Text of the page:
In an effort to kick-start business in Halifax and benefit industry in Nova Scotia as a whole, the province has offered the Royal Bank of Canada up to $22 million in payroll rebates as an incentive to open a financial services centre in the capital city.
In response, the province's private sector-led business development agency, Nova Scotia Business Inc., recently announced the projected creation of 150 new jobs related to cheque processing, fixed asset accounting and accounts payable operations. The $22 million in rebates will come from NSBI's Strategic Investment Funds.
As outlined in NSBI's fiscal year 2014-2015 business plan, the funding set aside for payroll rebates is "a discretionary, non-entitlement tool intended to promote targeted payroll generation and maintenance or creation of employment … [that] may be used when it can be shown that an applicant's project generates an economic benefit to the province, which may include export development, investment in the province or improved competitiveness of existing businesses, in one or more of the province's key economic sectors."
The fruits of a long labor
"This has been a long conversation over a number of years," Laurel Broten, chief executive of NSBI, told The Canadian Press, regarding the payroll rebate. "It is a competitive space. We are competing with a number of other locations."
"The initial 150 jobs could blossom into as many as 500."
According to NSBI, the initial 150 jobs could blossom into as many as 500 within a decade. If this comes to pass, RBC would add an estimated $240 million in salaries and benefits to the provincial economy, while the new workers would contribute personal income taxes of about $26 million. This type of growth would be a considerable boost to the municipal economy of Halifax, as well as the provincial and regional economies of Nova Scotia and Atlantic Canada, respectively.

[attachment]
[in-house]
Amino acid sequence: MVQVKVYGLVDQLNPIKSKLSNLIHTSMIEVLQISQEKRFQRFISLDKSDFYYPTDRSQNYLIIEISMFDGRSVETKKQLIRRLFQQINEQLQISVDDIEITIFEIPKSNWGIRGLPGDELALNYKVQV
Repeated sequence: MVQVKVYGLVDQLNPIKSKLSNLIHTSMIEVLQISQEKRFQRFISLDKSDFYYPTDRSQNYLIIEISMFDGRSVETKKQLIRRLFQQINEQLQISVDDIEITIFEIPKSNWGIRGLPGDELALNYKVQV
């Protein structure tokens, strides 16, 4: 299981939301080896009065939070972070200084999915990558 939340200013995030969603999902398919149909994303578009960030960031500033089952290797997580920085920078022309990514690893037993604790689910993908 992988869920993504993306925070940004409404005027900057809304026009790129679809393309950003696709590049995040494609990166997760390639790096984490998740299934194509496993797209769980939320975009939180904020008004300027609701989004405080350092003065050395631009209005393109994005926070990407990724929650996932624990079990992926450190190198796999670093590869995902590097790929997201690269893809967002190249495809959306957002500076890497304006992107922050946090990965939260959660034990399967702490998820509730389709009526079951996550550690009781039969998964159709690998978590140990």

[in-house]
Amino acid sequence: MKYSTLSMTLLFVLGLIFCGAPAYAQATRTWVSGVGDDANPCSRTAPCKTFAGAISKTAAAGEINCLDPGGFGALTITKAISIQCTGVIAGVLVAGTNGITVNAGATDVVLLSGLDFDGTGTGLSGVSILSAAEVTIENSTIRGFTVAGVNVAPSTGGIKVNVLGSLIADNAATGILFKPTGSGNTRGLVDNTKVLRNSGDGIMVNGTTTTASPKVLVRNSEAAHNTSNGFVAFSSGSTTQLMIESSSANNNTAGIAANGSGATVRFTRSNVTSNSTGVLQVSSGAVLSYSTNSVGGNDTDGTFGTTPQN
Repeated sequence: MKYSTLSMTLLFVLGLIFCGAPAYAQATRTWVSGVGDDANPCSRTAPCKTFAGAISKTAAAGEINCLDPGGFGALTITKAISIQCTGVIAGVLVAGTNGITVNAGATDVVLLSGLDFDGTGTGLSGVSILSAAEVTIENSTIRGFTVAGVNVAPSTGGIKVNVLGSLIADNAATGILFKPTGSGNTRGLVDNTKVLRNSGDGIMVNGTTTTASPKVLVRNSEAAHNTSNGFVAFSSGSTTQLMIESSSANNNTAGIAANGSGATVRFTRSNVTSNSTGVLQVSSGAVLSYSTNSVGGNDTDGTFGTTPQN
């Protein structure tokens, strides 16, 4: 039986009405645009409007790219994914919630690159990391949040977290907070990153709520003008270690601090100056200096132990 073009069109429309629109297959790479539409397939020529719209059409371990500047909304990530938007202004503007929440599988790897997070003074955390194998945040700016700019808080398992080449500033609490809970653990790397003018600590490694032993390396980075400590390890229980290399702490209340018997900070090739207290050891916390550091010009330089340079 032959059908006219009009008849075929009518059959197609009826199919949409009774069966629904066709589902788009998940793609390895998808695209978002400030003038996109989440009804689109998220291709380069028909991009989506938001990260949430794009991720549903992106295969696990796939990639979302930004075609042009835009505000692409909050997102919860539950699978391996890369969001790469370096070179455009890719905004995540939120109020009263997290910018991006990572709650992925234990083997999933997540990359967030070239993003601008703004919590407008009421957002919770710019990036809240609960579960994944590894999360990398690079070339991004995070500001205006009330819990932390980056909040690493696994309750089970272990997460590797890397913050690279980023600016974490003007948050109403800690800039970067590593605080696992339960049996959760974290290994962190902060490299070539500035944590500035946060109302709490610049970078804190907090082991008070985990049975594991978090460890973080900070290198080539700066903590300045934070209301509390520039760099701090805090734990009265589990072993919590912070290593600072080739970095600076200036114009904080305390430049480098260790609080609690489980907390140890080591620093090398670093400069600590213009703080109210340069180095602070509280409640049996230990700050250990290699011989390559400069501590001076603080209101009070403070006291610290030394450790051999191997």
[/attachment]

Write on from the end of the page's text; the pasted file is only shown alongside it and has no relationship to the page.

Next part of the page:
Nova Scotia a solid backdrop for financial services expansion
RBC's Haligonian headquarters was formerly occupied by telecommunications company BlackBerry, The Canadian Press reported. Now, RBC is stepping into the picture.
"Nova Scotia offers what we are looking for to support our new centre," said Roger Howard, RBC's regional president of the Atlantic provinces, in a statement. "It provides a skilled workforce, supported by leading post-secondary institutions. It has the real estate, technology and infrastructure of a major Canadian urban centre that can support our future expansion."
Some of the leading post-secondary schools referred to by Howard include Dalhousie University, the University of King's College, Saint Mary's University, the Nova Scotia College of Art and Design, Mount Saint Vincent University and the Atlantic School of Theology, all based in Halifax. Elsewhere in the province, there are institutions of note such as Cape Breton University, Acadia University, St. Francis Xavier University and Universite Sainte-Anne, Nova Scotia's only French-language university.
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